The pandemic may have ended but the demand for edtech is growing

"The availability of high-speed internet, increasing usage of personal computing devices, and governments' initiatives towards digital learning are the key factors for driving the popularity of online learning platforms," according to a 2021 report from Fortune Business Insights.

One of the greatest challenges higher education has ever had to face was the pandemic. Colleges didn’t choose but were forced to overcome barriers to instruction through innovative educational technology solutions with little to no turnaround as students returned home for remote learning.

However, the dramatic shift in instruction also created a demand for certain services that had gone unnoticed for years.

220 million students were directly affected globally by the pandemic in April of 2020, according to the Boston College Center for International Higher report. Yet, throughout the year as colleges provided remoted instruction, the unprecedented reliance on technology caused a significant surge in the education technology market.

According to an August 2021 report from Fortune Business Insights, the market size grew by 9.9% to nearly $78 billion in 2020. By 2028, that number will more than double and is projected to reach $169 billion by 2028 as the demand and reliance on education technology increases.

“Online learning has started to gain much pace in the higher education sector,” the report reads. “The availability of high-speed internet, increasing usage of personal computing devices, and governments’ initiatives toward digital learning are the key factors for driving the popularity of online learning platforms.”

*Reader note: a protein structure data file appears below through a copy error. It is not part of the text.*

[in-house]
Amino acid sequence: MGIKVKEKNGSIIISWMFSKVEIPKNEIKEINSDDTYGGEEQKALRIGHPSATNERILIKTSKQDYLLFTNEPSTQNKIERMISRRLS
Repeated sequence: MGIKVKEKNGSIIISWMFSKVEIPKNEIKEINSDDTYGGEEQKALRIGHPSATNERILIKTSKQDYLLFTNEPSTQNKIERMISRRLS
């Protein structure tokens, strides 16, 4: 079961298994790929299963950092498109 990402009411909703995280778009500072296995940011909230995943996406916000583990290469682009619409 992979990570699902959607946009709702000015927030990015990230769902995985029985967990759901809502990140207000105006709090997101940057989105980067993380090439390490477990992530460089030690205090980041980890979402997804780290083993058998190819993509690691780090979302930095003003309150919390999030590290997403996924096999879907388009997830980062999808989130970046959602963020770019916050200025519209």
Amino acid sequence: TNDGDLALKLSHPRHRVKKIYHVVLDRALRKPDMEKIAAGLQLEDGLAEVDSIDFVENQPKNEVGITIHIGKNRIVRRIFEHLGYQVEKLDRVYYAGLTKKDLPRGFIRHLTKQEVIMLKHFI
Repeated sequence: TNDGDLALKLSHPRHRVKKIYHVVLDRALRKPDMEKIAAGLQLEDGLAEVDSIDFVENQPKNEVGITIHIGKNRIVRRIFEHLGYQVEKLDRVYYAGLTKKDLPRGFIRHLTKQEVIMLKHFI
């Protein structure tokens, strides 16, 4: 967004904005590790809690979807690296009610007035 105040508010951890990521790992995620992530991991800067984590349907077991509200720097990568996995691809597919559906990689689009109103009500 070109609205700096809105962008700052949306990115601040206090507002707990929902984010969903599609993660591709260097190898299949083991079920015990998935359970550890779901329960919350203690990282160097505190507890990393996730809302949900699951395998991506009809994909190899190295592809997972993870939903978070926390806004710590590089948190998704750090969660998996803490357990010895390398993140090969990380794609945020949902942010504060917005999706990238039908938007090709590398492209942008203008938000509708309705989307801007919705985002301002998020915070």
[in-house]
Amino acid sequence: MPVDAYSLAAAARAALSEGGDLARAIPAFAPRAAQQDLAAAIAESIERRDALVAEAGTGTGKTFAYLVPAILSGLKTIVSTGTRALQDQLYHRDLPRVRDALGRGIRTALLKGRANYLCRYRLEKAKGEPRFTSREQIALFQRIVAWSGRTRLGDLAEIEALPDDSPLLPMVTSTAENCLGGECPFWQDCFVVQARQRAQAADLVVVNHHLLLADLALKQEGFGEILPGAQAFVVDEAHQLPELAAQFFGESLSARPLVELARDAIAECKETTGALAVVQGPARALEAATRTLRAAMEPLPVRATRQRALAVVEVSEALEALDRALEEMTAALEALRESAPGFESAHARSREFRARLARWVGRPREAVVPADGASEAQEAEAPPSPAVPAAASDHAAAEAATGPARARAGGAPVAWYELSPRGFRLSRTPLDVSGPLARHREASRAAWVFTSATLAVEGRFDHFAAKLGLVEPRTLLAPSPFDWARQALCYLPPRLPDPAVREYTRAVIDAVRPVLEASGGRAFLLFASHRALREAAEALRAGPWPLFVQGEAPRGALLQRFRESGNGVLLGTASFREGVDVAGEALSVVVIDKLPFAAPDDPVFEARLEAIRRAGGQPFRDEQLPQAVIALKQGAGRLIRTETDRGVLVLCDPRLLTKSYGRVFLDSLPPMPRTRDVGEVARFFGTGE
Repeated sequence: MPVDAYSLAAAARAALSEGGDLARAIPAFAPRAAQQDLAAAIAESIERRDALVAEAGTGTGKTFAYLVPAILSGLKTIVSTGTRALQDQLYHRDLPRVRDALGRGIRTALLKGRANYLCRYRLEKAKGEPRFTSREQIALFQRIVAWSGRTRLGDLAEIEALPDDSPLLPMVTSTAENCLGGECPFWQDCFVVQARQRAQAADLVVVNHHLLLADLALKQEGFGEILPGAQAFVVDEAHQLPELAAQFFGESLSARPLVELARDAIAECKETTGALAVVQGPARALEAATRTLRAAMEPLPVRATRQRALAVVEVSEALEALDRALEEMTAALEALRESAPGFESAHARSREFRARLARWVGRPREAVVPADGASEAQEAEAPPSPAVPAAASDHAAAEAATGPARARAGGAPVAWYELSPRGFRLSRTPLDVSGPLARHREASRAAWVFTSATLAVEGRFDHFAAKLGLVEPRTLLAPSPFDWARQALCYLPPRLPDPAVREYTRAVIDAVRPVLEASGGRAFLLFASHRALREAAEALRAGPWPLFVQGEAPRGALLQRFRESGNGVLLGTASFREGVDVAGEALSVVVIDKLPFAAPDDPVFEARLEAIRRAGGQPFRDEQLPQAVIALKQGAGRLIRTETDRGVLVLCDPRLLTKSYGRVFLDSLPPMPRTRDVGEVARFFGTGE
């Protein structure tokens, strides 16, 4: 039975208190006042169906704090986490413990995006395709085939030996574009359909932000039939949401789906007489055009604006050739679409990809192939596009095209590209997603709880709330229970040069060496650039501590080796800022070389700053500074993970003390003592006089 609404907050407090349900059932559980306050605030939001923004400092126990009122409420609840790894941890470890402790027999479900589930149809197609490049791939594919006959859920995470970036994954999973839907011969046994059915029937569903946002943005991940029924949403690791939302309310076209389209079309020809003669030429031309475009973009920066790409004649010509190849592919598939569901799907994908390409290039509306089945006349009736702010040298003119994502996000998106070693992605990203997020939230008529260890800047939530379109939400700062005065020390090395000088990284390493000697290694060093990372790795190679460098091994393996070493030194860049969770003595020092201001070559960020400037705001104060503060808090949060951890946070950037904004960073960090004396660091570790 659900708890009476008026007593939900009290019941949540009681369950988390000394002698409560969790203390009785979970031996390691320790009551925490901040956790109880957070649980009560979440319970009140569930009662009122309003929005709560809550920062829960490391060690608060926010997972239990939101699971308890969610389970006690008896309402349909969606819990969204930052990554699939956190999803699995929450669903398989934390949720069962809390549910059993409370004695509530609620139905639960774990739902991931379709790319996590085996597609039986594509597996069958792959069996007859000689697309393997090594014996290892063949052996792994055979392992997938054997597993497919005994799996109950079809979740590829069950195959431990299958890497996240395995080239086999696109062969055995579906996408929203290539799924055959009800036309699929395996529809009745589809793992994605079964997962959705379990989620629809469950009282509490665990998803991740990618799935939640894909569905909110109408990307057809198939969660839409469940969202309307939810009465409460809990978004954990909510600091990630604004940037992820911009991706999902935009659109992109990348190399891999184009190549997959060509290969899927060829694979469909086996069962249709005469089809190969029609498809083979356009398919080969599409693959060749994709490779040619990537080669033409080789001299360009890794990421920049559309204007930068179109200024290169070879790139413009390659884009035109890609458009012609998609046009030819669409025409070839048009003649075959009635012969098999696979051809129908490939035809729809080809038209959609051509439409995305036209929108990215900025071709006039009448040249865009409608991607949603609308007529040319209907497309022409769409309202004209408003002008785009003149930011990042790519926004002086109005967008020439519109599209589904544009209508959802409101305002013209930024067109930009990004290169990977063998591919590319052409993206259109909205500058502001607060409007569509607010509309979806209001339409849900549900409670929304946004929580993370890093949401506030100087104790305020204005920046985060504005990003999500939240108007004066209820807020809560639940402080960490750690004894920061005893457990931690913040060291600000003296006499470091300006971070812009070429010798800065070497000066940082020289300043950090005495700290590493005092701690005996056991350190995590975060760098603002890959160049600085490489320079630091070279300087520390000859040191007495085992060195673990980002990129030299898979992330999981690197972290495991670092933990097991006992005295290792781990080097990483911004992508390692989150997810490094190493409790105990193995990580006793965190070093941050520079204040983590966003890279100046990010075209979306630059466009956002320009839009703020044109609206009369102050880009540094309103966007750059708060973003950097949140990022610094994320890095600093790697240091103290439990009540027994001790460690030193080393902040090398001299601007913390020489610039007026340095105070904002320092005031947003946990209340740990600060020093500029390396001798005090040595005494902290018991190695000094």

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This projected growth lines up with student perceptions of online learning as per a 2021 report from Sykes Enterprises as the majority of students highly favored remote instruction. According to the report, 95% of students felt their professors were addressing their personal needs while allowing for understanding in submitting coursework on time. Additionally, 85% of them felt as if they were part of a “classroom community,” and 84% said remote learning was effective.

“The rippling effects from COVID-19 have dramatically transformed higher education systems for good—and with students indicating that virtual learning can offer an effective learning environment, now is the time to further invest in elevating the virtual student learning experience,” Steve Davis, Higher Education Business Development Executive at Sykes, told University Business.

Micah Ward
Micah Wardhttp://universitybusiness.com
Micah Ward is a University Business staff writer. He recently earned his master’s degree in Journalism at the University of Alabama. He spent his time during graduate school working on his master’s thesis. He’s also a self-taught guitarist who loves playing folk-style music.

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